Improved aortic distensibility after aortic homograft root replacement at long-term follow-up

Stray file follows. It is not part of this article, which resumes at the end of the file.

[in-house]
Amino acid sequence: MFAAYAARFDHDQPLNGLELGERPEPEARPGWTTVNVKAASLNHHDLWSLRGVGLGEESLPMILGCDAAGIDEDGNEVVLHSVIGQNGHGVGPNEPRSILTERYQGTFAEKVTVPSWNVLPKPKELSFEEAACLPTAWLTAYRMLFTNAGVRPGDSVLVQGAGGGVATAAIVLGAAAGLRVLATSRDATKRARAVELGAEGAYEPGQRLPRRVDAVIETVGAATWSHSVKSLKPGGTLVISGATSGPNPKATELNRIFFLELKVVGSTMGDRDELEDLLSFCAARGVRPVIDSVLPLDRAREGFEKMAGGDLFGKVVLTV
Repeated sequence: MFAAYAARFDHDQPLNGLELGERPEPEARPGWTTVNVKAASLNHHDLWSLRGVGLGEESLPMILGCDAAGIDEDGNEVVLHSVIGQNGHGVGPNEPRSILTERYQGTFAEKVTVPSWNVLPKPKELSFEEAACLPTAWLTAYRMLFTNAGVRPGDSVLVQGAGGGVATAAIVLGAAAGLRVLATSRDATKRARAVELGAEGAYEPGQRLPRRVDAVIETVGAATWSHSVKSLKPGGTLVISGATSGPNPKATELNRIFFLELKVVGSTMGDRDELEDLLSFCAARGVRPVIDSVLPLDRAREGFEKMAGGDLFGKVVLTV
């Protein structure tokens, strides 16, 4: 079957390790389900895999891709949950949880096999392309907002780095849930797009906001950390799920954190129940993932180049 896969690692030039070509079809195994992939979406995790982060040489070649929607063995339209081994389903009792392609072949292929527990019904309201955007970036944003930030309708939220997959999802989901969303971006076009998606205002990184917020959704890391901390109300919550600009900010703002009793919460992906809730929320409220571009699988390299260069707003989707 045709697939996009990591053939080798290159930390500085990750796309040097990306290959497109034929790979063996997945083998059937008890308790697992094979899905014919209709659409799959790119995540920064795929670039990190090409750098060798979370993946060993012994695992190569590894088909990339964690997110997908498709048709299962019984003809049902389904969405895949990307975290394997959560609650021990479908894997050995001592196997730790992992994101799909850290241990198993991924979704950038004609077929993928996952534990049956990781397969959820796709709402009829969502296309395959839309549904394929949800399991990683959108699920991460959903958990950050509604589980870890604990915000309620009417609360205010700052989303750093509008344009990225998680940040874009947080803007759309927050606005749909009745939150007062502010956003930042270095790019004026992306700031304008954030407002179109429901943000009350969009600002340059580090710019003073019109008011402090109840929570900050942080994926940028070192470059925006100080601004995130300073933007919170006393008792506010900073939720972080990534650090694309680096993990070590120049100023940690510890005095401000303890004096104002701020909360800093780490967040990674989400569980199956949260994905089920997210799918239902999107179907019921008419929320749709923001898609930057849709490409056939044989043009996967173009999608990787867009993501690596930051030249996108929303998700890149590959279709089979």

Background: The ideal substitute for a diseased aortic valve remains unclear. Usually, the aortic full root replacement (FRR) technique is used, in which the native aortic root is removed and entirely replaced with the homograft aortic root, the coronary arteries being reimplanted into the homograft. The aim of the present study was to examine alterations in aortic size and stiffness in patients after FRR. Methods and patients: The study comprised 13 patients (mean age 46 ± 15 years, 10 males) who underwent FRR because of acute aortic regurgitation due to endocarditis in 6 patients (46%) and aortic valve stenosis with or without regurgitation in 7 patients (54%). These patients underwent transthoracic two-dimensional echocardiography before FRR, before discharge (9 ± 8 days post-FRR), and 6 months and 24 months after FRR. Systolic and diastolic ascending aortic diameters were recorded in M-mode at the middle of the ascending aorta, 3 to 4 cm above the aortic valve from a parasternal long-axis view. An aortic stiffness index (β) was calculated. The results were compared to 13 age-, gender- and risk factor-matched controls. Results: The aortic stiffness index first non-significantly deteriorated from 12.7 ± 8.1 to 16.4 ± 9.1 immediately after FRR. Subsequently, an improvement to 14.2 ± 7.1 (after 6 months) and 7.1 ± 4.8 (after 24 months, P < 0.05) was seen. Conclusions: FRR is associated with a transient immediate post-FRR deterioration followed by a progressive improvement in aortic distensibility.